Gordon Campbell | Parliament TV | Parliament Today | Video | Questions Of the Day | Search

 


Waikato Regional Renal Centre official opening

Hon Tony Ryall
Minister of Health

30 November 2012

Waikato Regional Renal Centre official opening

Living with kidney failure is challenging for patients and their families – so it’s a pleasure to be here today to officially open this new $7.6 million regional renal centre which will provide better renal services for the Midland region.

I would like to acknowledge all the staff who have been involved in the planning and development of this new centre. Clinical input is important to ensure facilities are user friendly for both patients and staff and I would like to thank you.

Planning for the future

Kidney failure is a growing problem in New Zealand with over 2,300 people now using dialysis. Around 80 new patients in the Midland region are expected to start dialysis in the next year.

The demand for dialysis services in New Zealand is predicted to grow at 5 per cent each year over the next 10 years.

Lakes, Bay of Plenty, Waikato and Tairawhiti DHBs are aware demand will increase and are working together to address the future needs of their communities.

This new regional renal centre is the hub of renal services across the Midland region – providing specialist clinical services, staff training and will support the four satellite dialysis centres and the dialysis training programmes.

It is a great example of how regional planning improves frontline services and makes a real difference to patients and their families.

Better renal services for the Midland region

This new centre will ensure the 480 dialysis patients, 200 transplant recipients and donors and the 250 people with advanced chronic kidney disease continue to have access to good quality care, even as demand increases.

With more space, more equipment, and more services, this fit for purpose centre will provide renal patients with better services now and in the future.

The number of dialysis treatment chairs has doubled from 12 to 24, with the capacity to increase to 30 chairs in the future.

A new hoist system has been installed so patients, such as double amputees, can now be treated at the centre.

And for the first time doctors, nurses and allied health staff will all be located in the one building.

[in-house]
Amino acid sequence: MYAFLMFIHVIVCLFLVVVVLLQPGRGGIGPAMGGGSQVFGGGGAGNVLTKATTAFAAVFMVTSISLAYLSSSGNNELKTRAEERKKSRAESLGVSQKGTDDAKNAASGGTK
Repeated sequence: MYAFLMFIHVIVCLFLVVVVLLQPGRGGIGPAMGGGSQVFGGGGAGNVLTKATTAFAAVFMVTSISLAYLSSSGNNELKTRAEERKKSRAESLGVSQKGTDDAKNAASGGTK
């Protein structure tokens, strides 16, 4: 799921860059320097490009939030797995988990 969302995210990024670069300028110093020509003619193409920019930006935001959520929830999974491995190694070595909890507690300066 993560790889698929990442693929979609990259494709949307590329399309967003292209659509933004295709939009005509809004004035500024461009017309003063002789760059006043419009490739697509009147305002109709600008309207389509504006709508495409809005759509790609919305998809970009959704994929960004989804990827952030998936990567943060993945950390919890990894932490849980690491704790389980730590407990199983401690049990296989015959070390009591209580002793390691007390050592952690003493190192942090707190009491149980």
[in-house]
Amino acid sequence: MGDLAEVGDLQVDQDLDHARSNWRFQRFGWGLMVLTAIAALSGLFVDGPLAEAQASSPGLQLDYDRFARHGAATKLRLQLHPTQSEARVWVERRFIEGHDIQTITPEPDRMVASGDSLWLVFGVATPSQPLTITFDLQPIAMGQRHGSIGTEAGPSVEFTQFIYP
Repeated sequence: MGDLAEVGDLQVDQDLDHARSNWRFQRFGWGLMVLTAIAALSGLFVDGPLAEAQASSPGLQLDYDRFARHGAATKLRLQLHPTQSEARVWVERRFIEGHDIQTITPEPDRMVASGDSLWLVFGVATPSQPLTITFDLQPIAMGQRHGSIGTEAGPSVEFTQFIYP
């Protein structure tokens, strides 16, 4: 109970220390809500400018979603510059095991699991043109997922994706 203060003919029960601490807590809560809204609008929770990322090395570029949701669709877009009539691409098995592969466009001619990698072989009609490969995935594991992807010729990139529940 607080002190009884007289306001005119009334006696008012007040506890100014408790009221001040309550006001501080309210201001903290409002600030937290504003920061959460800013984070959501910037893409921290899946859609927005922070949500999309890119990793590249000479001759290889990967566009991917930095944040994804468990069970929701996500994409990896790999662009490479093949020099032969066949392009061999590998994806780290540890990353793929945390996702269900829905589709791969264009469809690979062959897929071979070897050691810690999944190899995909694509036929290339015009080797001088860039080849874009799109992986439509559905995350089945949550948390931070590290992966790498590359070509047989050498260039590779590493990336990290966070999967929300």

Services closer to home

This government is committed to ensuring more people get services closer to home.

Of the 2,300 people in New Zealand using dialysis to treat renal disease - more than half manage their own dialysis at home or in the community.

Since 2010, seven community dialysis facilities have opened around the country – North Shore, Kaitaia, Mangere, Gisborne, Whakatane, Wairoa, and Greenlane.

There are plans for two more dialysis units in Auckland and one in Wanganui.

One of the services offered at this centre is a home dialysis training programme. The training centre is one of the largest in New Zealand and gives patients the confidence and support to treat themselves at home or in the community.

Self-treatment means people can have a more independent life by fitting in the long treatments – up to six hours three times a week - into their routine, rather than having to attend set appointment times. It also frees up space in specialist units, like this, for people unable to manage at home or in the community.

It’s great that people are being encouraged and supported to receive their renal dialysis at home – this is what better sooner more convenient health care is all about.

For some people, however, their homes are not suitable for a dialysis machine and equipment.

In this region there are four satellite community dialysis units - Tauranga, Rotorua, Whakatane and Gisborne.

These satellite units, supported by the regional centre, enable these people to also receive treatment in their community.

Focus on increasing the number of kidney transplants

Better dialysis services are part of the range of services to meet the needs of people with kidney failure - from better management of early kidney disease in the community to an increased number of kidney transplant operations.

Last year 186 people received transplants in New Zealand, but many people are still waiting for organs to be donated - over 600 people for kidney replacements alone.

The government has allocated $4 million over the next four years to increase the number of organ donors for transplant operations.

We are investing $2 million to increase training and support for intensive care health professionals to identify potential donors and give greater support to their families.

$1.75m to increase live organ donation, by employing dedicated staff who can support and guide potential donors while they make the decision to become donors.